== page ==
The goal for the Citizen Science portion of the Hackaday Prize is to empower people to create their own devices to perform their own analyses For [Adam]’s project, he’s designing a device that measures the health of waterways simply by looking at the light availability through the water column. It’s called PULSE, the Profiling Underwater Light SEnsor, and is able to monitor changes that are caused by algal blooms, suspended sediments, or sewer runoff.
The design of PULSE is a small electronic depth charge that can be lowered into a water column from anything between a research vessel to a kayak. On the top of this sinkable tube is a sensor to measure photosynthetically active radiation (PAR). This sensor provides data on light irradiance through the water column and gives a great insight into the health of photosynthesis, marine plant life, and ultimately the health of any aquatic environment.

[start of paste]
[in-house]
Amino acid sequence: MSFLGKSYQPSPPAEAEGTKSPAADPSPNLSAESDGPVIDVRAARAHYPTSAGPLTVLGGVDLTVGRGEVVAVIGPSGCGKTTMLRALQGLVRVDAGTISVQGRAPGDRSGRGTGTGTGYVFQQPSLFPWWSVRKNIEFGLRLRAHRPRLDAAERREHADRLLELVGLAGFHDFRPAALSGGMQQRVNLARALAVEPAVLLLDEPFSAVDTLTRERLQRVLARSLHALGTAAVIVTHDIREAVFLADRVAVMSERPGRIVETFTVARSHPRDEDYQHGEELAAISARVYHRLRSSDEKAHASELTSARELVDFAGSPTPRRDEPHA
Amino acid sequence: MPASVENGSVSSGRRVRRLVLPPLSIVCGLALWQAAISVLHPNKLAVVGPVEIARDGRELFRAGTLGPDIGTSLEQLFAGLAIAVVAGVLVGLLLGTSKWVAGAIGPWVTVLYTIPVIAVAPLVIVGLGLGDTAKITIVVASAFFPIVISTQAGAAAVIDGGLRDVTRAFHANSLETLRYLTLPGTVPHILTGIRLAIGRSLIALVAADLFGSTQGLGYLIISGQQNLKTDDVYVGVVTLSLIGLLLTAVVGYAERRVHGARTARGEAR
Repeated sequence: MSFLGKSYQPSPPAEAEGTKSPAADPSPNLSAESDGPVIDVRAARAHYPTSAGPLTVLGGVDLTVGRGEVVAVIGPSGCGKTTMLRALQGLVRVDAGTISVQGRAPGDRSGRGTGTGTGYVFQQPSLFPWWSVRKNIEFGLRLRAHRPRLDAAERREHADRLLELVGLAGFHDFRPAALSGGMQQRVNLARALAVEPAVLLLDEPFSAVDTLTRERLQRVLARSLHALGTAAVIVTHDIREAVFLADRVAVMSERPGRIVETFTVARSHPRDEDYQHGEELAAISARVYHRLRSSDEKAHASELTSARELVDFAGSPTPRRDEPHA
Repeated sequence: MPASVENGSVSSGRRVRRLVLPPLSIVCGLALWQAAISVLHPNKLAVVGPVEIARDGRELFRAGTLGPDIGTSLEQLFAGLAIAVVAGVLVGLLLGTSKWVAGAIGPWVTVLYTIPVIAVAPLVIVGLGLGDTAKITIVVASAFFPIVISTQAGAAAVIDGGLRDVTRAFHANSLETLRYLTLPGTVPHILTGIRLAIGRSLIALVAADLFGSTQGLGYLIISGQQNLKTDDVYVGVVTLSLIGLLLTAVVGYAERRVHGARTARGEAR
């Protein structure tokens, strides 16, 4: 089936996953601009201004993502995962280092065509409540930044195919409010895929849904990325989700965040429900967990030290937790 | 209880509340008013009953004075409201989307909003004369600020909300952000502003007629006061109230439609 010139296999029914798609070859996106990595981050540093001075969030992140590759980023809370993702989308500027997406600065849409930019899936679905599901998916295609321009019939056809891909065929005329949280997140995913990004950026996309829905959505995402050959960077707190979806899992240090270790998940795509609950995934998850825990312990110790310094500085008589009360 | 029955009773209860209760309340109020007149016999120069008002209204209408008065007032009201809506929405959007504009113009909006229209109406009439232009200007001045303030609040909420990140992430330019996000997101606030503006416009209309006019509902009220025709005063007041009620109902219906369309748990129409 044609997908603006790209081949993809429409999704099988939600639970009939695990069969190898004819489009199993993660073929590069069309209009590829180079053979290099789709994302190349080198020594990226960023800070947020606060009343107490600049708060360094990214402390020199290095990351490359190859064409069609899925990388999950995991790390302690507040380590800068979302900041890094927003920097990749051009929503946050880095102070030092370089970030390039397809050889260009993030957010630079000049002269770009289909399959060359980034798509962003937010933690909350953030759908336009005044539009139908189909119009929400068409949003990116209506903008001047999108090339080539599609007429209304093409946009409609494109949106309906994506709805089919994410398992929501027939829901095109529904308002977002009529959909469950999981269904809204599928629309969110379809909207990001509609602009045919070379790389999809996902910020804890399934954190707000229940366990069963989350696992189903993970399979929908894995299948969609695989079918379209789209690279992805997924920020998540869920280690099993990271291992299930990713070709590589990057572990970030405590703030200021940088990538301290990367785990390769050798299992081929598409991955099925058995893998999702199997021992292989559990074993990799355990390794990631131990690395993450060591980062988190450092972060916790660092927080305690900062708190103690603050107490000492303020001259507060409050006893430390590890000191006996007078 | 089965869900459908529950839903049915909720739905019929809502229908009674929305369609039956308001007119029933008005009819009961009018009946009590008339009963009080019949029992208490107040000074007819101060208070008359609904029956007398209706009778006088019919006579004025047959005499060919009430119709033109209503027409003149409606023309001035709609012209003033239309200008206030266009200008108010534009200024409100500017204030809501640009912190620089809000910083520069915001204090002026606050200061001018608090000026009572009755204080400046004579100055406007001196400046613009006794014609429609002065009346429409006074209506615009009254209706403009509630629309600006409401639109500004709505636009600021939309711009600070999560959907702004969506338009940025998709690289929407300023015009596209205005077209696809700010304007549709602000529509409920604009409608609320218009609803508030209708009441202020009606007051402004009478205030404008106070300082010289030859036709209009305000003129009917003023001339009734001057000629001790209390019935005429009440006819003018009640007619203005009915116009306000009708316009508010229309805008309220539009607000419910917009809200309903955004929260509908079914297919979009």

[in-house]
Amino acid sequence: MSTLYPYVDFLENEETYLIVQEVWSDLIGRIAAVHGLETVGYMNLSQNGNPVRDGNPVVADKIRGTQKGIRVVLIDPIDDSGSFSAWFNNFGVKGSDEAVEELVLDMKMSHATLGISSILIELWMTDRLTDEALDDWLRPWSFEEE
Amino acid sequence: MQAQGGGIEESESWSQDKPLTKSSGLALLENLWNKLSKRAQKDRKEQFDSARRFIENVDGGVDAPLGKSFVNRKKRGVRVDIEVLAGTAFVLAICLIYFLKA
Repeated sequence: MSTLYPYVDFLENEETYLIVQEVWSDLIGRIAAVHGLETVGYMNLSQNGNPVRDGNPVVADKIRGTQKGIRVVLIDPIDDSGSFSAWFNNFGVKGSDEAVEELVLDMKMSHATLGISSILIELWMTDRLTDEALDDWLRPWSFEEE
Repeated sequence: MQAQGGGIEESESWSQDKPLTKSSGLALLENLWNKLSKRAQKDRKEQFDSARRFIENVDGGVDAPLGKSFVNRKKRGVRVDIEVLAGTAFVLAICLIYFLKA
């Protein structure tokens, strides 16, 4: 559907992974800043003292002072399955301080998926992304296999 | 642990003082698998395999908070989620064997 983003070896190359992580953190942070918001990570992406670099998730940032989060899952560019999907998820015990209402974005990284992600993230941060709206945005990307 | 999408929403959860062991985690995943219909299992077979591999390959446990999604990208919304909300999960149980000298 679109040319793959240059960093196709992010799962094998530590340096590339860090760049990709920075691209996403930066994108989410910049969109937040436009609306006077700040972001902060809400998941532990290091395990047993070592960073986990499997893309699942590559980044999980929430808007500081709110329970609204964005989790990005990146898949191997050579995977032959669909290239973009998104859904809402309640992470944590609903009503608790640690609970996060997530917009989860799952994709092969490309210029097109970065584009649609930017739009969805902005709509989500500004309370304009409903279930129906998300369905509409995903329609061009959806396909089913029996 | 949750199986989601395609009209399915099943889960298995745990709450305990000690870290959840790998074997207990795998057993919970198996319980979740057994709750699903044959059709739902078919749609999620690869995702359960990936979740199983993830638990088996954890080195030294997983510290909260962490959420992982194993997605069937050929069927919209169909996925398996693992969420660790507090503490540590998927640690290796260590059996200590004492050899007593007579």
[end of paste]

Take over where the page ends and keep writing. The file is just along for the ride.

Measuring the light available for photosynthesis through a water column is great, but PULSE isn’t a one trick pony. On the bottom of the aquatic probe are three sensors designed to measure photosynthesis, dissolved organic matter, and turbidity. These sensors are really just a few LEDs and photodiodes, proving just how much science you can do with simple tools.
The goal of the Citizen Science portion of the Hackaday Prize is to put scientific discovery in the hands of everyone. PULSE is a great example of this: it’s a relatively simple device that can be thrown over the side of a boat, lowered to the bottom or a lake, and hoisted back up again. It’s inexpensive to build, but still provides great data. That’s remarkable, and an excellent example of what we’re looking for in the Hackaday Prize.